Melting tallow

How to render and purify tallow instructions

Ingredients:

Instructions:

  1. Ask butcher to grind beef fat. If this is not an option, grind it in a food processor while it is very cold, or cut it into fine pieces with a knife.
  2. Put ground or cut up beef fat into crockpot.
  3. Add salt and water. For a larger amount of fat, use more salt and water. For a smaller amount, use less.
  4. Turn crockpot to low, and allow beef fat to render for several hours, stirring occasionally.
  5. When rendering is finished, strain liquid tallow and water into a large bowl.
  6. Allow tallow and water to cool in refrigerator or other cold place.
  7. While tallow is cooling, wash crockpot.
  8. When tallow is very firm, remove tallow cake from bowl and discard water.
  9. Scrape bottom of tallow cake to remove discoloration.
  10. Cut tallow cake into quarters and put them into clean crockpot.
  11. Add same amount of salt and water.
  12. Turn crockpot to low and bring tallow and water to a simmer.
  13. Allow to simmer for about an hour.
  14. Strain tallow and water into large bowl again.
  15. Allow tallow to cool a second time.
  16. When tallow is solid, remove tallow from bowl and scrape bottom of tallow cake again to remove any discoloration.
  17. Store tallow in chunks, or melt tallow in a double boiler and pour into jars for storage, being careful to not get any water into finished tallow.How to render and purify tallow for soap making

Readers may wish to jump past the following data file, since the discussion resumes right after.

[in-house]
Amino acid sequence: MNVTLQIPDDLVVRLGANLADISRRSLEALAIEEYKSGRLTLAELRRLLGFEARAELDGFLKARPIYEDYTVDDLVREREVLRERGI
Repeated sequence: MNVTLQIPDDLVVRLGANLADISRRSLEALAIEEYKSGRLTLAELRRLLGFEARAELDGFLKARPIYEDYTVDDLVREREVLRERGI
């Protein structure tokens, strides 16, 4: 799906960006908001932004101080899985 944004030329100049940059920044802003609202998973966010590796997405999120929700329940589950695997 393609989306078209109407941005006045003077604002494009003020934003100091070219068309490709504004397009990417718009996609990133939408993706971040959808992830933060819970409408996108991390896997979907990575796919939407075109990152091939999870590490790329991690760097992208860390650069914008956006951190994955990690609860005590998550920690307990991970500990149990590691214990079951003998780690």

Tallow Rendering FAQ’s

I’ve gotten a lot of questions about rendering, storing, and using tallow. Here are some commonly asked ones.

What does the water and salt do?

The wet method for rendering tallow helps to prevent burning, which is key in preventing any lingering beef smell in the finished tallow. Using water also helps to keep the heat very consistent.

The salt helps to draw the impurities out of the tallow. It does this both during the rendering and purifying steps. There is no salt left in the finished tallow, as the salt stays in the water that you dump out. 

I still use a crockpot to render using the wet method. The crockpot is a great source of even, low heat, which is exactly what you want for rendering fat. You could do this on a stovetop or in the oven, but you’d need to watch it more carefully to make sure it doesn’t get too hot.

How do you store tallow?

Once the tallow is purified to your liking, it’s time to store it. You can either store it in chunks, or melt it down and pour it into jars. If you plan to make soap with it, now is a good time to weigh out the amounts you’ll need for batches of soap.

If you choose to melt the tallow down and pour it into jars, be careful to not get any water in the jars. I like to melt my tallow in a big glass bowl or pitcher in a pan of hot water on the stove. Any water that is left will settle to the bottom of the bowl or pitcher.

As I pour the melted tallow into jars, I’m very careful to leave the drops of water at the bottom of the pitcher, and not let any get into the tallow storage jars. If water gets into the tallow, it could mold.

Properly rendered tallow is quite stable at a cool room temperature. You can keep some for a while on your counter top, if you use it up within a few weeks or so. For a bit longer storage, you can keep it in a cool basement.